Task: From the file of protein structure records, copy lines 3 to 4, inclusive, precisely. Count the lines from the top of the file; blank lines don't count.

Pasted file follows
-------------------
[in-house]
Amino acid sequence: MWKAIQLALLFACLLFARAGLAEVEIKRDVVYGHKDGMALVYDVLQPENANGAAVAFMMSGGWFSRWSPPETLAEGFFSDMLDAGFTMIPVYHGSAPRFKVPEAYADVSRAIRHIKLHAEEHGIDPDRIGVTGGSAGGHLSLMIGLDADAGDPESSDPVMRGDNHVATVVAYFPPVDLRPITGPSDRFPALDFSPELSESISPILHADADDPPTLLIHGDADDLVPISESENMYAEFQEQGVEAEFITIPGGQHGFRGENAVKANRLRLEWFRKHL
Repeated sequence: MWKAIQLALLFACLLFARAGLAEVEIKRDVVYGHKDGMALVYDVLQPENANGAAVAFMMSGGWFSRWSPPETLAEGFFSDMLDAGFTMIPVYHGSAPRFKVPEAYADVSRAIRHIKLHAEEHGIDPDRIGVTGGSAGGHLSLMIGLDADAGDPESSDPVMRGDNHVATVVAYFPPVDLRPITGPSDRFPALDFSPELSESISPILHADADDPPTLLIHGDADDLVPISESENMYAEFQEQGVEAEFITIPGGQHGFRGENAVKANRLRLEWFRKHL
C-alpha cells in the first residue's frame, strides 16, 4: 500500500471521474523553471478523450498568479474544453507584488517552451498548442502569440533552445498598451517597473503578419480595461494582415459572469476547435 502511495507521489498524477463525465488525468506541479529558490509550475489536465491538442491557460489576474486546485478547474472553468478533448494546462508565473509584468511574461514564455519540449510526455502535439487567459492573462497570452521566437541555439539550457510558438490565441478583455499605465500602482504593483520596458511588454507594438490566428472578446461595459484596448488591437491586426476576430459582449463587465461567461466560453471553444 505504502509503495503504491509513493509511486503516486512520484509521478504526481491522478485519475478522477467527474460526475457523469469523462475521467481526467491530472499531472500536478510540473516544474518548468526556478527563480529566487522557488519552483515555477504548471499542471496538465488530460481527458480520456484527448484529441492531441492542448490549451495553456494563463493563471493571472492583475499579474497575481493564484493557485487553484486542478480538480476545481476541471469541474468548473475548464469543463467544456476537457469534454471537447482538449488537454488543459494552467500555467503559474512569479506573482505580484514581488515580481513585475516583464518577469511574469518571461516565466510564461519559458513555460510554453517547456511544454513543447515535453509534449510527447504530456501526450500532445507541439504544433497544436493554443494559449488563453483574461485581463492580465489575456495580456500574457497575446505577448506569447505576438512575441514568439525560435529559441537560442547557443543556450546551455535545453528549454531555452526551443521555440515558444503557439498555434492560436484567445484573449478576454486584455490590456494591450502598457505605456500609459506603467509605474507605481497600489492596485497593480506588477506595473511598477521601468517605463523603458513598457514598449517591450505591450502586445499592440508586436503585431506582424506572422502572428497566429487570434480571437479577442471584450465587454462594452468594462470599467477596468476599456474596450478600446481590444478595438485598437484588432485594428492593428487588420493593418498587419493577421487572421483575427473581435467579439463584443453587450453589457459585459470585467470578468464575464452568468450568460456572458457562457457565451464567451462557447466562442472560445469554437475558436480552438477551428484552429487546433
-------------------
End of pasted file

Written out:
Repeated sequence: MWKAIQLALLFACLLFARAGLAEVEIKRDVVYGHKDGMALVYDVLQPENANGAAVAFMMSGGWFSRWSPPETLAEGFFSDMLDAGFTMIPVYHGSAPRFKVPEAYADVSRAIRHIKLHAEEHGIDPDRIGVTGGSAGGHLSLMIGLDADAGDPESSDPVMRGDNHVATVVAYFPPVDLRPITGPSDRFPALDFSPELSESISPILHADADDPPTLLIHGDADDLVPISESENMYAEFQEQGVEAEFITIPGGQHGFRGENAVKANRLRLEWFRKHL
C-alpha cells in the first residue's frame, strides 16, 4: 500500500471521474523553471478523450498568479474544453507584488517552451498548442502569440533552445498598451517597473503578419480595461494582415459572469476547435 502511495507521489498524477463525465488525468506541479529558490509550475489536465491538442491557460489576474486546485478547474472553468478533448494546462508565473509584468511574461514564455519540449510526455502535439487567459492573462497570452521566437541555439539550457510558438490565441478583455499605465500602482504593483520596458511588454507594438490566428472578446461595459484596448488591437491586426476576430459582449463587465461567461466560453471553444 505504502509503495503504491509513493509511486503516486512520484509521478504526481491522478485519475478522477467527474460526475457523469469523462475521467481526467491530472499531472500536478510540473516544474518548468526556478527563480529566487522557488519552483515555477504548471499542471496538465488530460481527458480520456484527448484529441492531441492542448490549451495553456494563463493563471493571472492583475499579474497575481493564484493557485487553484486542478480538480476545481476541471469541474468548473475548464469543463467544456476537457469534454471537447482538449488537454488543459494552467500555467503559474512569479506573482505580484514581488515580481513585475516583464518577469511574469518571461516565466510564461519559458513555460510554453517547456511544454513543447515535453509534449510527447504530456501526450500532445507541439504544433497544436493554443494559449488563453483574461485581463492580465489575456495580456500574457497575446505577448506569447505576438512575441514568439525560435529559441537560442547557443543556450546551455535545453528549454531555452526551443521555440515558444503557439498555434492560436484567445484573449478576454486584455490590456494591450502598457505605456500609459506603467509605474507605481497600489492596485497593480506588477506595473511598477521601468517605463523603458513598457514598449517591450505591450502586445499592440508586436503585431506582424506572422502572428497566429487570434480571437479577442471584450465587454462594452468594462470599467477596468476599456474596450478600446481590444478595438485598437484588432485594428492593428487588420493593418498587419493577421487572421483575427473581435467579439463584443453587450453589457459585459470585467470578468464575464452568468450568460456572458457562457457565451464567451462557447466562442472560445469554437475558436480552438477551428484552429487546433